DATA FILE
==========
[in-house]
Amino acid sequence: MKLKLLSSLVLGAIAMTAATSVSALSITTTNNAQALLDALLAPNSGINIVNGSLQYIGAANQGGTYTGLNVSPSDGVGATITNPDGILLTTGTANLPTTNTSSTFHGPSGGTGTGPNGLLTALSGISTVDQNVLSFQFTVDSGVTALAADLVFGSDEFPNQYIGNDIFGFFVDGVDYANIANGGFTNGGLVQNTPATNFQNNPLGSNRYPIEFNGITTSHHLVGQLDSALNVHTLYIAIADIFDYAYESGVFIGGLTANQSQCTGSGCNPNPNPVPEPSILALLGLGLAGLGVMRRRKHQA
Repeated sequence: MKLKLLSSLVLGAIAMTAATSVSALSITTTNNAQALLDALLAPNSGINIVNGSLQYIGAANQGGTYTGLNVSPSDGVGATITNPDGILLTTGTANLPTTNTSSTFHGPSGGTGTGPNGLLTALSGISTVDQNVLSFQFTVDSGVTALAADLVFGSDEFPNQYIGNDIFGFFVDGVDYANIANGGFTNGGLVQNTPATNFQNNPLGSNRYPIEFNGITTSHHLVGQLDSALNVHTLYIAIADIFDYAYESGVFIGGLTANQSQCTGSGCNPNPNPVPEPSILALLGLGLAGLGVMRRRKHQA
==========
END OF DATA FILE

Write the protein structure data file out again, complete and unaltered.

[in-house]
Amino acid sequence: MKLKLLSSLVLGAIAMTAATSVSALSITTTNNAQALLDALLAPNSGINIVNGSLQYIGAANQGGTYTGLNVSPSDGVGATITNPDGILLTTGTANLPTTNTSSTFHGPSGGTGTGPNGLLTALSGISTVDQNVLSFQFTVDSGVTALAADLVFGSDEFPNQYIGNDIFGFFVDGVDYANIANGGFTNGGLVQNTPATNFQNNPLGSNRYPIEFNGITTSHHLVGQLDSALNVHTLYIAIADIFDYAYESGVFIGGLTANQSQCTGSGCNPNPNPVPEPSILALLGLGLAGLGVMRRRKHQA
Repeated sequence: MKLKLLSSLVLGAIAMTAATSVSALSITTTNNAQALLDALLAPNSGINIVNGSLQYIGAANQGGTYTGLNVSPSDGVGATITNPDGILLTTGTANLPTTNTSSTFHGPSGGTGTGPNGLLTALSGISTVDQNVLSFQFTVDSGVTALAADLVFGSDEFPNQYIGNDIFGFFVDGVDYANIANGGFTNGGLVQNTPATNFQNNPLGSNRYPIEFNGITTSHHLVGQLDSALNVHTLYIAIADIFDYAYESGVFIGGLTANQSQCTGSGCNPNPNPVPEPSILALLGLGLAGLGVMRRRKHQA